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Can you imagine if people were not allowed to change their plans, make mistakes and start fresh? Or worse, what if we as educators are the ones sending these messages to our students that they cannot?

 

I always ask my students, What would happen if an engineer did not ever change plans, make mistakes and even start over?

Now, some students need scaffolding with this – they need to understand what an engineer does, and they need to understand that ‘creating’ and ‘making’ follow a process. They need to understand that we design new ideas and structures to help people.

But when they do understand this, it really seems to click with them. They would WANT an engineer who is designing a bridge, for instance, to stop, revise plans, fix mistakes and start over if necessary. This is far more advantageous than quitting after a mistake, or quitting because work needed to extend past a deadline.

Therefore, working in a Makerspace has to mean becoming flexible with timelines and tasks. It has to be about building knowledge in ways that are very new in our school systems.

My experiences in creating a community atmosphere where students have choice and voice, has taught me a great deal about student learning. It has taught me that I do not have to ‘control’ student learning, yet I can facilitate the learning and help students meet their learning goals in many ways.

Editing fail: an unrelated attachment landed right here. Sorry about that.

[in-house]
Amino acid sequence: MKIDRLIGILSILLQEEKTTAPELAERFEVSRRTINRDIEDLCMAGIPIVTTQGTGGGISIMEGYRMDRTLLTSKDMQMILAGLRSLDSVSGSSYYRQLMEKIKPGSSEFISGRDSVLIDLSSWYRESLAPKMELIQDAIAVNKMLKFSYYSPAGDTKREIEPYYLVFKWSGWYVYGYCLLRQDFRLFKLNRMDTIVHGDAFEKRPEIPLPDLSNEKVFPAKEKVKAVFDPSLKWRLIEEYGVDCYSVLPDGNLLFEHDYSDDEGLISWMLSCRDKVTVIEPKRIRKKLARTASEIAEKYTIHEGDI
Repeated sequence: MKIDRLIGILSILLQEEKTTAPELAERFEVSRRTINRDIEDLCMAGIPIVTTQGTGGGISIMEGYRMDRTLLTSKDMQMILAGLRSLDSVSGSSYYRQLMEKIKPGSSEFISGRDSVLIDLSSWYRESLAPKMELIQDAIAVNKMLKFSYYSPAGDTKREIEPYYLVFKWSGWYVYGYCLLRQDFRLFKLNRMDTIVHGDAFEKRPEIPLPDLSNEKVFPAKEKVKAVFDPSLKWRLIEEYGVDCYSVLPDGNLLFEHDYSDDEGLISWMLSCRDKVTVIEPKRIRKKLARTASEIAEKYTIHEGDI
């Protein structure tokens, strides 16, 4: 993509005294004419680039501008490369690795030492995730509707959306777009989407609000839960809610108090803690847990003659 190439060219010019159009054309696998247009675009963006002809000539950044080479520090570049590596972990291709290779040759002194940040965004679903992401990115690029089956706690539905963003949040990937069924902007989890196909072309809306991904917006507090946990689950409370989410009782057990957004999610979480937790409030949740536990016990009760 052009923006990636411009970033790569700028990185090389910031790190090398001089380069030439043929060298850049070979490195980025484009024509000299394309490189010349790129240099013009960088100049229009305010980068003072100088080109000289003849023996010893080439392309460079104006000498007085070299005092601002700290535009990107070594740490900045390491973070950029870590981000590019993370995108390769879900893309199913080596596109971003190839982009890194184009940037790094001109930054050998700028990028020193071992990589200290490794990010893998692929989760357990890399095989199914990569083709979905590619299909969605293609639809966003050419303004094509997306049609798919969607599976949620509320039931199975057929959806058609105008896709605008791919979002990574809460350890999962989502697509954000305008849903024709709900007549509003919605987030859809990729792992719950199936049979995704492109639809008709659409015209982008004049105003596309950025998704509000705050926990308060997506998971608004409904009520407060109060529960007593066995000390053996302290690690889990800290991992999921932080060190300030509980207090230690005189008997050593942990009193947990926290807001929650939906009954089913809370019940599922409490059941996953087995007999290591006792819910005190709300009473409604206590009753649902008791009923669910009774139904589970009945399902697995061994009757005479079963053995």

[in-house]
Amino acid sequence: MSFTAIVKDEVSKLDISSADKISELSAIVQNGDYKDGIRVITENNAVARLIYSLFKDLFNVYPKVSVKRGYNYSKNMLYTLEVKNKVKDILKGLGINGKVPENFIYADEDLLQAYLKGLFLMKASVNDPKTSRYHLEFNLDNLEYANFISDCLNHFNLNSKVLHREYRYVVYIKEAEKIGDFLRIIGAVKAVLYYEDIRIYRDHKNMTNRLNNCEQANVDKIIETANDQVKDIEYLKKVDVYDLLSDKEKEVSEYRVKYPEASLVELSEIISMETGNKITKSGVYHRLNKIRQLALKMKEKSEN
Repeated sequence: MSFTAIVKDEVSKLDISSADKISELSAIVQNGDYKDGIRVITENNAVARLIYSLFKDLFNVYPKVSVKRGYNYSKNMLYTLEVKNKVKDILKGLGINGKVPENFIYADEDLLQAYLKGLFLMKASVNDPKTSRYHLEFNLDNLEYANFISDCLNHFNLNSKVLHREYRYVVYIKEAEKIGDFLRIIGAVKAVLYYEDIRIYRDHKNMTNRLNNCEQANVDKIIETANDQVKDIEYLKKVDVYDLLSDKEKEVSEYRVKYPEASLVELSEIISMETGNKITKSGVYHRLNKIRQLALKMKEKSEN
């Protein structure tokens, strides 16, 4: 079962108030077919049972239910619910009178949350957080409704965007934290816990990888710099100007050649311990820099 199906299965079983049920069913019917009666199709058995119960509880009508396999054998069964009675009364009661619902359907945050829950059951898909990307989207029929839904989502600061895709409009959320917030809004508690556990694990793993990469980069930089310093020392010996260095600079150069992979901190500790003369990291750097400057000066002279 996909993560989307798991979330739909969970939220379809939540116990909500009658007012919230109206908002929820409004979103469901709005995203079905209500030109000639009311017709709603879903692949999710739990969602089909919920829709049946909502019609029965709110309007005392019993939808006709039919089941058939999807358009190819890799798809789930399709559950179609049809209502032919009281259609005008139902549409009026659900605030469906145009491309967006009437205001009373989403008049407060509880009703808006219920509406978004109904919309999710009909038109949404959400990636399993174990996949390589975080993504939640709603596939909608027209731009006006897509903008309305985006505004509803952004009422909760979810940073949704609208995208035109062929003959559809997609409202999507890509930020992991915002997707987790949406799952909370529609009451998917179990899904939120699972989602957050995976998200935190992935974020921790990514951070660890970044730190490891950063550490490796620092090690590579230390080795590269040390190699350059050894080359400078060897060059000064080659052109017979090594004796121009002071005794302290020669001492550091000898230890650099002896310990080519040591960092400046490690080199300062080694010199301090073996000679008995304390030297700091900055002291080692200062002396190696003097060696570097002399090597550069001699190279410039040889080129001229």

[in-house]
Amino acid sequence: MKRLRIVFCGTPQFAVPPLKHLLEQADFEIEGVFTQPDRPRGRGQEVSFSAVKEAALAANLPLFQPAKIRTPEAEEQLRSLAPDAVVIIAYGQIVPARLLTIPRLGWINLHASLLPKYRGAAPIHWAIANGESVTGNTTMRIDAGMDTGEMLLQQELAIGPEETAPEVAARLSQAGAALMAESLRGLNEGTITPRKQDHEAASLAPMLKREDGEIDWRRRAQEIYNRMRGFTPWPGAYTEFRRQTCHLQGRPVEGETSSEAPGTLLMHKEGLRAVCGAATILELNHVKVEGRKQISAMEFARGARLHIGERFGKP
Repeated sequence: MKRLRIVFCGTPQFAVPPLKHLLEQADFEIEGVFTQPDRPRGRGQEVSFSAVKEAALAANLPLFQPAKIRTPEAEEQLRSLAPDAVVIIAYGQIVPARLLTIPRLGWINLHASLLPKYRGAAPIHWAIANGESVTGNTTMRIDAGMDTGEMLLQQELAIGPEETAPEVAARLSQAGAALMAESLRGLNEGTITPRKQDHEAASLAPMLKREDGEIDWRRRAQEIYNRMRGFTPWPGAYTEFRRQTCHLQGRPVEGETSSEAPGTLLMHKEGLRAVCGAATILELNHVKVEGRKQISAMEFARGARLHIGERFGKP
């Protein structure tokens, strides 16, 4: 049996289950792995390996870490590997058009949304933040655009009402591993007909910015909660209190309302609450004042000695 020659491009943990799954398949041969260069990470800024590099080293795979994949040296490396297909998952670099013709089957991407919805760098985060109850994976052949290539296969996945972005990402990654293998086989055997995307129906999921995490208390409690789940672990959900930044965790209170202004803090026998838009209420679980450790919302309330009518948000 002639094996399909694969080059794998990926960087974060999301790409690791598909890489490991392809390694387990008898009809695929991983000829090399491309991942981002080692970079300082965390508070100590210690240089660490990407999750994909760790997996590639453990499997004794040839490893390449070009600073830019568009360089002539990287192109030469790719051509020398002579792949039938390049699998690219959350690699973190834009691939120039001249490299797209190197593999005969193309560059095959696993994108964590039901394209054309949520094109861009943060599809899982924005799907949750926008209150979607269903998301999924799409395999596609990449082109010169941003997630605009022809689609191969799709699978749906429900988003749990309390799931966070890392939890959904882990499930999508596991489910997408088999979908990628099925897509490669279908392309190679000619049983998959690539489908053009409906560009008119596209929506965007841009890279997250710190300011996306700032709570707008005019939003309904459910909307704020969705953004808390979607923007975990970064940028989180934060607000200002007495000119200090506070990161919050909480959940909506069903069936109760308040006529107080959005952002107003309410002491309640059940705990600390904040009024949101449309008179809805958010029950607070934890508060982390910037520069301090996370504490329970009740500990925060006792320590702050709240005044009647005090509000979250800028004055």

This has a huge impact on classroom management as well. In fact, the biggest behaviour issues that surface are the ones directly related to problem solving skills, and from having fixed mindsets. Not from students feeling bored, ‘dumb’, or disconnected from learning.

The fact is, that providing students with different ways of doing things, and providing students with opportunities to learn differently and share their voices in different ways produces greater focus, growth mindsets, and student-centered knowledge building opportunities. In my humble experience, this demonstrates that all students can be successful with opportunities to learn in different ways. It promotes equity.

This takes differentiation and Education for All to a whole new level. We are not differentiating so that students can do what WE want them to do all the time. We are differentiating for them – so that the students can build knowledge in ways that are personally meaningful to them. While still meeting the learning goals. While still learning about the Big Ideas.

What does this look like? 

  • We are facilitating, asking questions, promoting student inquiry.
  • We are starting with the Big Ideas.
  • We are setting key learning goals.